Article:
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This information is extracted from an article by Neil Taylor who writes about the history of Lynemouth Chapel, in a pit village in Northumberland which my father James Atkinson Gotts spent many years running the Sunday School and struggling to keep it going.
“At 11-15 am on Tuesday 8th June 2010 the last service was held in Lynemouth Primitive Methodist Church. The Chapel as it was always known stands by the main road through Lynemouth and has been a place of worship in the pit village community for almost 83 years.
It was built on land given by the old Ashington Coal Company in 1925 and the money raised to pay off the loan agreed to build the Chapel was provided by the members themselves.
Some folk reading this may remember the halcyon days of the 1950s when there was a good influx of young people who filled five Sunday School classes and were members of the Youth Club run by Jim Gotts and Harry ( Sonny ) Armstrong and many joined either the Life Boys or in the girls case the Girls Life Brigade run by Edith Foster.
By the 1970s the Chapel was in financial difficulties and barely surviving. This was the time when Jim Gotts’ faith really shone through and he battled hard to save the closure. Eventually the Trustees decided that the Chapel garden which had previously been worked as allotments had to be sold off for building land. In 1984 the Rev Bernard Nixon and his wife June initiated a Day Centre in the Chapel which over the years has proved highly successful and is still in operation at the present time. The Centre was a lifeline for the older generation way back then and ensured the future of the Chapel for some time to come.”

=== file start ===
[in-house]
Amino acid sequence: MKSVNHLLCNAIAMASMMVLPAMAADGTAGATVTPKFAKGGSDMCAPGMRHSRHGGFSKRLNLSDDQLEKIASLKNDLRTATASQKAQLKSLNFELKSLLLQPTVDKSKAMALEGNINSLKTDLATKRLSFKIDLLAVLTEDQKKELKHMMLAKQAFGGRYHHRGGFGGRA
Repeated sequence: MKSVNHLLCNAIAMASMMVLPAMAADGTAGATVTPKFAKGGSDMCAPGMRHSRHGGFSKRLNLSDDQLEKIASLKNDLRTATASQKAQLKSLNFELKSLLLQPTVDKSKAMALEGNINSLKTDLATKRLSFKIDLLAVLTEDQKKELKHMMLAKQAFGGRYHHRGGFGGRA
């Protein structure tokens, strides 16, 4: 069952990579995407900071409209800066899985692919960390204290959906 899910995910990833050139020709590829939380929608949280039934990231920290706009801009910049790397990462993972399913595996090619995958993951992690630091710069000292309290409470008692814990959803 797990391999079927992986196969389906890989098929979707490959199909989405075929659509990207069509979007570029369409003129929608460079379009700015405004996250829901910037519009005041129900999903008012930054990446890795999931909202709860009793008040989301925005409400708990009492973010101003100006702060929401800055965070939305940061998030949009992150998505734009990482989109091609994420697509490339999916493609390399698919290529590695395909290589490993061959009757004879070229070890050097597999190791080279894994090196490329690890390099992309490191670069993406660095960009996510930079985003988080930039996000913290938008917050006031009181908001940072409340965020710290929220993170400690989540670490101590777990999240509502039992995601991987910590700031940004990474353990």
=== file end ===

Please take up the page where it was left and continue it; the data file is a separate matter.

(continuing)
Ian Gotts of Kings Lynn has noted that Henry Joseph 1313 Gotts in tree #034 (Bacton) were involved in the Burston school riots.
Both Henry Joseph and his wife Anna Laura were summoned and fined in 1911 for not sending their son to school at Burston on 7 April. Henry was represented by his wife, who admitted that he had not been to school, although he had been up to the school every day since. The fine amounted to 2s 6d. What came to be known as "The Burston Rebellion" was the longest strike in British history. Village schoolteachers were dismissed for helping farmworkers form a Union; the children went on strike, teachers set up a rival school and the whole affair flourished for 25 years.
For further details see this link: